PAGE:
Surely, my success as a writer of comedic novels for adults would go on forever!

Well, as publishing insiders have been known to say: Heh. Heh-heh-heh.

By the time my fifth book came out from RDI in fall of 2008, publishing was rolling back the red carpet they’d once extended to Chick Lit authors. Publishing itself, as publishing so often does when something gets hot, had over-saturated the market and now they wanted nothing to do with books like that; in fact, RDI published its final book in December of that year.

But that was OK! By then I’d already diversified by branching into the young adult market and was about to further branch into the children’s market with a series of books for young readers which I created with my husband and daughter, The Sisters 8. Both branches have proven to be successful for me. So who needed to publish books for adults anymore?

Well, actually, me.

I’m an eclectic reader, and an eclectic writer, and I like to scratch all my itches.

So when I got the idea for a new comedic novel for adults, I just had to write it, whether anyone would ever publish it or not. I called the book THE BRO-MAGNET and here’s a description of it:

Women have been known to lament, "Always a bridesmaid, never a bride." For Johnny Smith, the problem is, "Always a Best Man, never a groom." At age 33, housepainter Johnny has been Best Man eight times. The ultimate man's man, Johnny loves the Mets, the Jets, his weekly poker game, and the hula girl lamp that hangs over his basement pool table. Johnny has the instant affection of nearly every man he meets, but one thing he doesn't have is a woman to share his life with, and he wants that desperately. When Johnny meets District Attorney Helen Troy, he decides to renounce his bro-magnet ways in order to impress her. With the aid and advice of his friends and family, soon he's transforming his wardrobe, buying throw pillows, ditching the hula girl lamp, getting a cat and even changing his name to the more mature-sounding John. And through it all, he's pretending to have no interest in sports, which Helen claims to abhor. As things heat up with Helen, the questions arise: Will Johnny finally get the girl? And, if he's successful in that pursuit, who will he be now that he's no longer really himself? THE BRO-MAGNET is a rollicking comedic novel about what one man is willing to give up for the sake of love.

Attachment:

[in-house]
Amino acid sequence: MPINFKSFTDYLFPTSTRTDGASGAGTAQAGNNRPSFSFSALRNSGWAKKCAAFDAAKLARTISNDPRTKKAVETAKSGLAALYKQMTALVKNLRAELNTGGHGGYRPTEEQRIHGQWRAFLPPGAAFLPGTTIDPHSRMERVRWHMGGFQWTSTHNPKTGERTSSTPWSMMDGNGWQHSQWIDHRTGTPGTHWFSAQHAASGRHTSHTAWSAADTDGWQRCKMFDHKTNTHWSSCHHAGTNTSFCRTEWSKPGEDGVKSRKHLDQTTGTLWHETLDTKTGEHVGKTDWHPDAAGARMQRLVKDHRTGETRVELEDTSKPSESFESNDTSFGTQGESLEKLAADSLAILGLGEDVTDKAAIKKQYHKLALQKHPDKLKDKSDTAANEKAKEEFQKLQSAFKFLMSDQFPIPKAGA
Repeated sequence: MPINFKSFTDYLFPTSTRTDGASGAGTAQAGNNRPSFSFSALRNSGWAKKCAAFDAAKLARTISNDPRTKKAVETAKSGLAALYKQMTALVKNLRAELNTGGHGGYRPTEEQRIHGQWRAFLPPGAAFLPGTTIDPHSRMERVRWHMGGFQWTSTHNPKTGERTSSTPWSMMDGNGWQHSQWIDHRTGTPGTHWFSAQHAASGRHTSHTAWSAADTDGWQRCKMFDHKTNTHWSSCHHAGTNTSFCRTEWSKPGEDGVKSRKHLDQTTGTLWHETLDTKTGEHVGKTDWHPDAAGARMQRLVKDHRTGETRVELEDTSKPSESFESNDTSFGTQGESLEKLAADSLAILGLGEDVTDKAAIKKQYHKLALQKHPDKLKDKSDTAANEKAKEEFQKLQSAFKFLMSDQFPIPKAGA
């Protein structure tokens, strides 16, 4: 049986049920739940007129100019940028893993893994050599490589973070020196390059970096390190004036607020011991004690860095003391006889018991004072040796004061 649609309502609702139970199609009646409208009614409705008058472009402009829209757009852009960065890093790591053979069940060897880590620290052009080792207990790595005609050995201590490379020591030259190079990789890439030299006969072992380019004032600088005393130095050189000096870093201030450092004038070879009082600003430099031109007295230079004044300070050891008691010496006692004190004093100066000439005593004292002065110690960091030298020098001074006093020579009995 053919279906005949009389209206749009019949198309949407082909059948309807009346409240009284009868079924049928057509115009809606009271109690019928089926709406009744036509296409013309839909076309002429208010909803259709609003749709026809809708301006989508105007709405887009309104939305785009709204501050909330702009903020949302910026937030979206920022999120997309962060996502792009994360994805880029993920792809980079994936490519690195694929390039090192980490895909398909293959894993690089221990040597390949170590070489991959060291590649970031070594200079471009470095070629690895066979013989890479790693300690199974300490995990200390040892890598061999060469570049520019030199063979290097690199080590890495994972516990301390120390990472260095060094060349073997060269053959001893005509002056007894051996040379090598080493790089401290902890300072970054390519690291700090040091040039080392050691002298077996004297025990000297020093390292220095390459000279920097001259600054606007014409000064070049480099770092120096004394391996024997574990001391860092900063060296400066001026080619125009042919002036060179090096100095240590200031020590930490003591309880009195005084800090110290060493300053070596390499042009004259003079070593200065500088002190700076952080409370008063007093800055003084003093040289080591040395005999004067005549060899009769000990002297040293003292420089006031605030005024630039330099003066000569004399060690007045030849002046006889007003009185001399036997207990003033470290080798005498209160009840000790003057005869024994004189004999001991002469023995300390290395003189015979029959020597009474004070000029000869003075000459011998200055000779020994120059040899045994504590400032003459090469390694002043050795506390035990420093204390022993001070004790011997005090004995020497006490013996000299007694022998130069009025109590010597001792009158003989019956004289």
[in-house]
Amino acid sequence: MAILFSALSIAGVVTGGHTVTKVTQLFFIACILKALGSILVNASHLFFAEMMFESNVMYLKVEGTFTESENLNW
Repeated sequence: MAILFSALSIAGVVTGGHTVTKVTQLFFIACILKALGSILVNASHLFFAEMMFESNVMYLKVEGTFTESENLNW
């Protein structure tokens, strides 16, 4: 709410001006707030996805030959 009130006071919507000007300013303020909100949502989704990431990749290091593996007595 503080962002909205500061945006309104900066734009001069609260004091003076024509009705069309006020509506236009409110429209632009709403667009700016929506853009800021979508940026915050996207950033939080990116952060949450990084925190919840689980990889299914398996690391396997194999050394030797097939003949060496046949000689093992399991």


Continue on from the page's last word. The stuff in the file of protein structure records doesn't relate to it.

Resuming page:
Of course once I’d completed the book, I knew there was little point in trying to sell it to a big publishing company. Even if they were enticed by the description, even if they loved the actual writing, as soon as they looked up the BookScan numbers on me and saw the paltry figures for that last book done with RDI, which received no promotion whatsoever because the publisher was going away, well, they’d go away too.

So, what to do, what to do...

Enter the ebook revolution.